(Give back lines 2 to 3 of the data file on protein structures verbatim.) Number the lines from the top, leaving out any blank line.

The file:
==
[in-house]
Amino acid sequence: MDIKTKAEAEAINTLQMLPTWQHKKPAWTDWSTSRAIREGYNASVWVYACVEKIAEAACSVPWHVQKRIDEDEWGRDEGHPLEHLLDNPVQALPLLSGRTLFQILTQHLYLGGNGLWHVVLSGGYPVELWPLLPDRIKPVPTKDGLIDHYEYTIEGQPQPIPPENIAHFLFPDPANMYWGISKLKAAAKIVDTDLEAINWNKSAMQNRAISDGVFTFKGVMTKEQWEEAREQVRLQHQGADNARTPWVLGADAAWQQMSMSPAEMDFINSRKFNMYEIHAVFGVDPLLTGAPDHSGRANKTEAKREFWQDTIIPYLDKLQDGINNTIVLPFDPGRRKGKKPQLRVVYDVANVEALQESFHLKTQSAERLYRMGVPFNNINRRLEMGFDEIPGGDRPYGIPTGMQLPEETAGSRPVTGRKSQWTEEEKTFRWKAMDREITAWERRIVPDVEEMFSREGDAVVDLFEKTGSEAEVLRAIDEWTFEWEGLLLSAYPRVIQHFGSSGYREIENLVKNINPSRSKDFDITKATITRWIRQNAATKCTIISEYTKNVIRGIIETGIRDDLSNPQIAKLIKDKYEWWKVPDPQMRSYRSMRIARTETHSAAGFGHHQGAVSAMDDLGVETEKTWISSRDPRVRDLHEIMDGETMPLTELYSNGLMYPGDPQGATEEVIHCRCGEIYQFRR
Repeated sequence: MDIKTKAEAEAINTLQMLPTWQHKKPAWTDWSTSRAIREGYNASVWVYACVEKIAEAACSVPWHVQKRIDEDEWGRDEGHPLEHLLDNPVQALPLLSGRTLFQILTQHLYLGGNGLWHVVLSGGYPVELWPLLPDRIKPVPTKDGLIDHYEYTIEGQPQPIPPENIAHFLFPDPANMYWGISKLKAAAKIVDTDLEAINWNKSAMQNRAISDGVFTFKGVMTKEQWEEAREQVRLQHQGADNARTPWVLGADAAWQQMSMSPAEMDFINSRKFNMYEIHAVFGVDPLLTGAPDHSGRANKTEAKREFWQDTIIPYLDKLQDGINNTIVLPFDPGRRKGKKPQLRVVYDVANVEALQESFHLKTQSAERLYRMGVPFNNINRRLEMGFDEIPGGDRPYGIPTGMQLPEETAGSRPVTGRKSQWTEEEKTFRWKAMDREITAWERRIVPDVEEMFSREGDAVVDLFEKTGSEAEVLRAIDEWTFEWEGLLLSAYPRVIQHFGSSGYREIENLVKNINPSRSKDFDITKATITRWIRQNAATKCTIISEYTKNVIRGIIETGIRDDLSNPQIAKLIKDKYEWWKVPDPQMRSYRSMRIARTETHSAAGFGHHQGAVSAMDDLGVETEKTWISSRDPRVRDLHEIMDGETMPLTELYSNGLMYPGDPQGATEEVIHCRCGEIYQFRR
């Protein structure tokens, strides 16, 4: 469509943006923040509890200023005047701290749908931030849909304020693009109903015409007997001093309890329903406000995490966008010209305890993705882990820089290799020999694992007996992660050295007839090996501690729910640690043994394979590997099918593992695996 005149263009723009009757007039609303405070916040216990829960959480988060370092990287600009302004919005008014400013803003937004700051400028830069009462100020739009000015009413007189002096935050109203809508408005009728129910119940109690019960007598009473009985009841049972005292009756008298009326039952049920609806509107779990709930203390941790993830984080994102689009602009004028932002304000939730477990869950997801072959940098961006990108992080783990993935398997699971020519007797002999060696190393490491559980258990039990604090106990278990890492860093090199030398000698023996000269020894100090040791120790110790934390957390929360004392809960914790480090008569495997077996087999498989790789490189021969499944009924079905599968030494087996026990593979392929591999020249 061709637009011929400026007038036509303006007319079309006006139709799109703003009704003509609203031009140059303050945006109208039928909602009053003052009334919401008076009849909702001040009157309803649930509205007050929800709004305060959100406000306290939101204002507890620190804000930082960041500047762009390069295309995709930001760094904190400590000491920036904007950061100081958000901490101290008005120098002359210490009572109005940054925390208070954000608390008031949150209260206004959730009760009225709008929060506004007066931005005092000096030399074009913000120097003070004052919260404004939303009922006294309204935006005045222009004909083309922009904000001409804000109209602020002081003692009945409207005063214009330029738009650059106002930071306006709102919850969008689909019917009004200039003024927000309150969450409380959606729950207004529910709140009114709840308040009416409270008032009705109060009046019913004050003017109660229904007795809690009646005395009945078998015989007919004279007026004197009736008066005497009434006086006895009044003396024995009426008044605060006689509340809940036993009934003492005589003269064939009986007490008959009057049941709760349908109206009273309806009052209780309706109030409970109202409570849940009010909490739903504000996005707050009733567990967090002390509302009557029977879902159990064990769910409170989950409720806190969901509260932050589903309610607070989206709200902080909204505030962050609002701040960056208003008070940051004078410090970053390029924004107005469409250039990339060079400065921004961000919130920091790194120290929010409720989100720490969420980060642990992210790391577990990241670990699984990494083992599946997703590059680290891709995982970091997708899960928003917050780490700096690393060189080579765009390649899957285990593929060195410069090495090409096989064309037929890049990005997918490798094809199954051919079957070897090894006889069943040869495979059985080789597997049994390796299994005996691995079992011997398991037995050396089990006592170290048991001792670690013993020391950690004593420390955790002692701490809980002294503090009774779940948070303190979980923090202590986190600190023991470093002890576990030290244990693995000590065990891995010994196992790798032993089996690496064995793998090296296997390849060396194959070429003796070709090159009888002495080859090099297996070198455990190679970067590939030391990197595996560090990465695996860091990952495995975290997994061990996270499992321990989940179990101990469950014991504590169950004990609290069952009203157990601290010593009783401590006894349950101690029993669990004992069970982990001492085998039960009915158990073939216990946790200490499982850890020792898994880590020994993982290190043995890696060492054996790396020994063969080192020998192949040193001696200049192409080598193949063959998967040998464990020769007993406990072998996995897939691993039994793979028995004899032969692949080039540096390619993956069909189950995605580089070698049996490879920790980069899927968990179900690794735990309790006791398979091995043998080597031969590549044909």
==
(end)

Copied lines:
Amino acid sequence: MDIKTKAEAEAINTLQMLPTWQHKKPAWTDWSTSRAIREGYNASVWVYACVEKIAEAACSVPWHVQKRIDEDEWGRDEGHPLEHLLDNPVQALPLLSGRTLFQILTQHLYLGGNGLWHVVLSGGYPVELWPLLPDRIKPVPTKDGLIDHYEYTIEGQPQPIPPENIAHFLFPDPANMYWGISKLKAAAKIVDTDLEAINWNKSAMQNRAISDGVFTFKGVMTKEQWEEAREQVRLQHQGADNARTPWVLGADAAWQQMSMSPAEMDFINSRKFNMYEIHAVFGVDPLLTGAPDHSGRANKTEAKREFWQDTIIPYLDKLQDGINNTIVLPFDPGRRKGKKPQLRVVYDVANVEALQESFHLKTQSAERLYRMGVPFNNINRRLEMGFDEIPGGDRPYGIPTGMQLPEETAGSRPVTGRKSQWTEEEKTFRWKAMDREITAWERRIVPDVEEMFSREGDAVVDLFEKTGSEAEVLRAIDEWTFEWEGLLLSAYPRVIQHFGSSGYREIENLVKNINPSRSKDFDITKATITRWIRQNAATKCTIISEYTKNVIRGIIETGIRDDLSNPQIAKLIKDKYEWWKVPDPQMRSYRSMRIARTETHSAAGFGHHQGAVSAMDDLGVETEKTWISSRDPRVRDLHEIMDGETMPLTELYSNGLMYPGDPQGATEEVIHCRCGEIYQFRR
Repeated sequence: MDIKTKAEAEAINTLQMLPTWQHKKPAWTDWSTSRAIREGYNASVWVYACVEKIAEAACSVPWHVQKRIDEDEWGRDEGHPLEHLLDNPVQALPLLSGRTLFQILTQHLYLGGNGLWHVVLSGGYPVELWPLLPDRIKPVPTKDGLIDHYEYTIEGQPQPIPPENIAHFLFPDPANMYWGISKLKAAAKIVDTDLEAINWNKSAMQNRAISDGVFTFKGVMTKEQWEEAREQVRLQHQGADNARTPWVLGADAAWQQMSMSPAEMDFINSRKFNMYEIHAVFGVDPLLTGAPDHSGRANKTEAKREFWQDTIIPYLDKLQDGINNTIVLPFDPGRRKGKKPQLRVVYDVANVEALQESFHLKTQSAERLYRMGVPFNNINRRLEMGFDEIPGGDRPYGIPTGMQLPEETAGSRPVTGRKSQWTEEEKTFRWKAMDREITAWERRIVPDVEEMFSREGDAVVDLFEKTGSEAEVLRAIDEWTFEWEGLLLSAYPRVIQHFGSSGYREIENLVKNINPSRSKDFDITKATITRWIRQNAATKCTIISEYTKNVIRGIIETGIRDDLSNPQIAKLIKDKYEWWKVPDPQMRSYRSMRIARTETHSAAGFGHHQGAVSAMDDLGVETEKTWISSRDPRVRDLHEIMDGETMPLTELYSNGLMYPGDPQGATEEVIHCRCGEIYQFRR